Euro 2022: Italy and Iceland’s different paths to women’s football | Sports | German football and major international sports news | DW

Gunnhildur Yrsa Jonsdottir toured the neighborhood. Since breaking into top-flight football aged just 14, the 33-year-old Icelandic defensive midfielder has made stops in Iceland, Norway, Australia and the United States.

While it may look like the checkerboard resume of a well-travelled player, Jonsdottir’s career path has become increasingly common among her Icelandic teammates.

“I think it always helps players to challenge themselves. If you train with the best, you will improve. So of course young players go abroad earlier to train with the best to the world, it’s really good,” she told DW.

Seventeen of the 23 women in Iceland’s Euro 2022 squad play abroad, the third highest rate at the tournament. When Iceland made their European Championship debut in 2009, only 10 members of their squad played for clubs outside the country.

Today, Iceland’s best performances are in England, Germany and the United States, as well as in top clubs in Sweden and Norway. This trend reflects a concerted effort to ensure young Icelandic players are tested at the highest level.

“I think it’s important that we have players who have been playing for a long time in the team and that we have young players who are still playing at a high level in Europe,” Glodís Perla Viggosdottir told DW.

The 27-year-old Bayern defender’s journey through club football is reminiscent of that of her veteran teammate. Viggosdottir left Iceland aged 16 for Denmark, then played in Sweden for more than half a decade before landing in Munich and playing an important role in Bayern’s 2021/22 Champions League campaign .

Glodis Viggosdottir has over 100 caps for Iceland.

While Icelandic national football has grown steadily, it simply cannot compete with the resources and infrastructure of the top leagues on the continent. Equipping young players to make the leap overseas keeps the national team competitive, even if Iceland are tournament underdogs.

The Italian method

The dark horses of Euro 2022 Italy has less exploratory instinct. Only one Italian plays club football outside of Italy, leaving them tied with two other nations for lowest at the Euros.

According to Juventus and Italian defender Lisa Boattin, this is linked to the rise of Serie A.

“We have known each other for many years and have cultivated this group. I think people can gain experience by going abroad, but at the moment women’s football in Italy has developed enormously. “showed in our performances in the Champions League. I think there’s a lot to be said about staying in Italy,” Boattin told DW.

The 25-year-old has spent her entire career in her home country. By the time Jonsdottir was the same age, she had already played college football in the United States and was playing professionally in Norway.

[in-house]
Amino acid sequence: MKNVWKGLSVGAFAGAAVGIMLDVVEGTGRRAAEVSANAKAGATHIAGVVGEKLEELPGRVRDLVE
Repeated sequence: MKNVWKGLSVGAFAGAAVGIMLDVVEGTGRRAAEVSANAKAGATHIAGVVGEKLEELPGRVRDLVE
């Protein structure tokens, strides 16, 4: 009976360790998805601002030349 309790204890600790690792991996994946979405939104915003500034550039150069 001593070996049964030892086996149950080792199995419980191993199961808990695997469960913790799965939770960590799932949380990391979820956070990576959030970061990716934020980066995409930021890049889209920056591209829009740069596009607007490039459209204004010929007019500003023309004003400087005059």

Italian coach Milena Bertolini, who has spent her entire playing and coaching career in Italy, says having the core of her team based in the same league gives her team cohesion.

“There are certainly advantages in the fact that those who play in Italy know each other well and have experienced a lot of action together [domestically ] on the ground,” she told DW.

Still, Bertolini acknowledges there can be downsides to an all-national team. “Going abroad is also important in terms of growth and development. You learn to play a different kind of football. So I think there are positives and negatives in both.”

It is certainly in favor of the Italian national team that Serie A is steadily improving. Next season the league has pledged to go fully professional and Juventus, where nine players from the Italian side play, reached the Champions League quarter-finals for the first time last season.


Obviously, there is no one-size-fits-all approach to international team development. Like Italy, Spain and England have also only brought one international player to the Euros and the three teams have had starkly different runs in the tournament so far.

Nevertheless, the most successful teams tend to have most of their players playing in the most competitive leagues. Given the massive investment that has gone into the Women’s Super League in recent years, it’s no coincidence that more Euro 2022 players are based in England than anywhere else.

When Iceland play in favor of Italy, they have a chance to upset and potentially secure a ticket to the quarter-finals for only the second time. If they can, it might just have something to do with how they built their team.

“We have players who play in Iceland, and they’re such a great addition to this team as well. I think it’s a mix of both. I think it brings a different aspect to the team, bringing the youngsters while keeping It gives a good balance,” said Jonsdottir, who has nearly 100 international caps to his name.

Icelandic players aren’t afraid to rack up air miles when they find club teams, but the national team isn’t so keen on using players based in other leagues as to shun those who are. play on their own shores. For a small nation, this balance of strategic flexibility might be enough to help Iceland punch above its weight.

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